New To Retinol? Consider Trying SkinCeuticals' Retinol 0.3

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My introduction into skin care was around the age of 12 when my mom would give me her free gift with purchase (which was typically a bag of travel-sized products) after buying a powder or concealer at the Clinique counter. Since then, I've been fascinated with trying any new product I can get my hands on. However, when it comes to retinol, I've always been a tad apprehensive toward the intense formula. But after turning 25 a few months ago, I figured it was finally time to give the beloved ingredient a whirl. My pick: SkinCeuticals' Retinol 0.3. With a slew of iterations on the market, I went with a brand that has a good reputation among beauty enthusiasts and a product with a low percentage.

A few months after I entered my mid-20s, I started noticing fine lines forming on my forehead under my hairline. After hearing about all the wonders retinol can do for fine lines, I was confident this product would do the trick. Additionally, I decided to try the ingredient out to reduce the appearance of my acne scars and bumpy skin texture.

According to Dr. Tess Mauricio, MD, FAAD, a board-certified dermatologist in Beverly Hills, 25 is an appropriate age to begin using retinol. "I am a big believer in incorporating retinol into your skin care regimen early," the dermatologist says. "If you ask any dermatologist what their favorite skin care product is, they will most likely say retinol for good reasons." She says the ingredient is proven to help with skin discoloration, texture, pore size, acne, fine lines, elasticity, sun damage, and overall skin quality.

If like me, you're new to retinol, you'll want to familiarize yourself with the different percentages available on the market. First off, Dr. Mauricio notes that retinol is a specific type of retinoid. "Retinoid is an umbrella term for the entire family of vitamin A derivatives, including over-the-counter products, which are the gentlest, and prescription treatments, which are the most potent." That said, there are various brands of retinol (like No7 and Drunk Elephant), and each can come in different strengths. "For the same brand of retinol, like SkinCeuticals, the higher the percentage, the more potent," she explains. "So, 0.3 is less potent than 0.5, which is less potent than 1.0. When you look at the evidence for retinols with higher than 0.3 percent, the skin benefits do not significantly increase, but the risk of irritation does become much greater."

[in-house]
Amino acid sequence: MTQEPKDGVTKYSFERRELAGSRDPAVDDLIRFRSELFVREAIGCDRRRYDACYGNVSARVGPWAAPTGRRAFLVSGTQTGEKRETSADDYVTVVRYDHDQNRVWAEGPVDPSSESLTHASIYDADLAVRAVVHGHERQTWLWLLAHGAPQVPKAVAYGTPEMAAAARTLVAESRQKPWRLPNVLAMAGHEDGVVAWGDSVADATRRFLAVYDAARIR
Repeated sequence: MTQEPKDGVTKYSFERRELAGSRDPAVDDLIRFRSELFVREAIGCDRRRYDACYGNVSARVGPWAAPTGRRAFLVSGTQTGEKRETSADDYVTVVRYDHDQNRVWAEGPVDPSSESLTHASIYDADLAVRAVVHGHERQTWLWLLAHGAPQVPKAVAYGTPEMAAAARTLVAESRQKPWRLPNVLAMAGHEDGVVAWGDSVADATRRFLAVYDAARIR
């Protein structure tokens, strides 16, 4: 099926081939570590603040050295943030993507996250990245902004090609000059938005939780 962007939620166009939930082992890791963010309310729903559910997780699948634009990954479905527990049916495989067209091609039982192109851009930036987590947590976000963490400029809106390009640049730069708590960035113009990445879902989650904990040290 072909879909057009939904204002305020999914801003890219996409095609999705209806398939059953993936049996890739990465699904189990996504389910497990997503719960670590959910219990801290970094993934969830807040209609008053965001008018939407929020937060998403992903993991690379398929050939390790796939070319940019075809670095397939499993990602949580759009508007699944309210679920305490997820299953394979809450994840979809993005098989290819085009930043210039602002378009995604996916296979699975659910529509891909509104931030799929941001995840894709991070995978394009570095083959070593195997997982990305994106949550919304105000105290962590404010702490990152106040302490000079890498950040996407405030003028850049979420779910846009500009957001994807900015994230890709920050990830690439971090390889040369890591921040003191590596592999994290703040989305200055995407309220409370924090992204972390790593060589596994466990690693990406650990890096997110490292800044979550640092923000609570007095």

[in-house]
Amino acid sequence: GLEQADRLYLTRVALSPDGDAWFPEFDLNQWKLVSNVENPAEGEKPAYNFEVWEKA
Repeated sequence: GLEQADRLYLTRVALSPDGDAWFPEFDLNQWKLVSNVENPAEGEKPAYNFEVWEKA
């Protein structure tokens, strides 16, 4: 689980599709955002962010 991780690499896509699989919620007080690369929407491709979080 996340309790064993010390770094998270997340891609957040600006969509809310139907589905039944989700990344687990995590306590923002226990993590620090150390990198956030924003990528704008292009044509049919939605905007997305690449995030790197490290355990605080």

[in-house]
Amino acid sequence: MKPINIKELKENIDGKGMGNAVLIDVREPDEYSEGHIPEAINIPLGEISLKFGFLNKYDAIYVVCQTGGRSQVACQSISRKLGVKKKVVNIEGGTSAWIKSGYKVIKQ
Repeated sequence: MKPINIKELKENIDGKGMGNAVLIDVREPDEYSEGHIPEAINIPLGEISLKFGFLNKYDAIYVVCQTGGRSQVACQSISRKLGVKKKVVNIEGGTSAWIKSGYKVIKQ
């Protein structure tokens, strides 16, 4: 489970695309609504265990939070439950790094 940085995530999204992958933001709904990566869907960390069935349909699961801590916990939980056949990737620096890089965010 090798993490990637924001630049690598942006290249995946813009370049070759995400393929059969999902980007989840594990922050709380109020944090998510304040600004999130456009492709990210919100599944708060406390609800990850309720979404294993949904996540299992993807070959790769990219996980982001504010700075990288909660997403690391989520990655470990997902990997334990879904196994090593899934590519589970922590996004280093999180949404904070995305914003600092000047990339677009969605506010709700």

For those dipping their toes into retinol, Dr. Mauricio recommends starting off by using it every other night for two weeks. "As long as your skin feels normal after initial usage, you can increase to every night," she says. If your skin is sensitive, she suggests applying the product two to three times a week on non-consecutive days. Those with more mature skin can use use retinol daily as tolerated. (One thing to note: If you have a condition that causes skin sensitivity such as rosacea, atopic dermatitis, or eczema, or have a history of allergies to retinols, Dr. Mauricio says you should stay away from the ingredient.)

Kelsey Stewart

I've been applying the SkinCeuticals formula consistently over the past two weeks, which Dr. Mauricio says is around the time it takes to start seeing changes in the skin. And with continued use, the dermatologist notes that the results will keep improving over time. "Retinol is not meant for spot treating, it truly is meant to be used long-term for best results," she explains.

I wouldn't say my skin was irritated by the product, however, in my first few days of retinol use I felt a slight tingly feeling after applying it. By the second week, however, that sensation was gone. Additionally, my face is prone to redness when it encounters certain products (like some at-home chemical peels), but that didn't occur after using this retinol.

Now, I'm not shy when it comes to talking about my long journey with acne and experience with prescription medication Accutane. Though I'm happy with how my skin looks now, I still have insecurities, particularly in regards to texture. Even after trying everything from a vitamin C serum to various exfoliants, I still have tiny bumps on my forehead and acne scars on my cheeks. However, after two weeks of using this retinol, I've seen some small improvements in these skin concerns. Both of these problem areas appear smoother and more even overall. Around that two-week mark, the fine lines on my forehead also became a bit less noticeable. Plus, I'm seeing a subtle glow to my complexion (proof above).

For my fellow retinol newbies, consider trying SkinCeutical's 0.3 percentage, too. I promise you won't be disappointed with the outcome.

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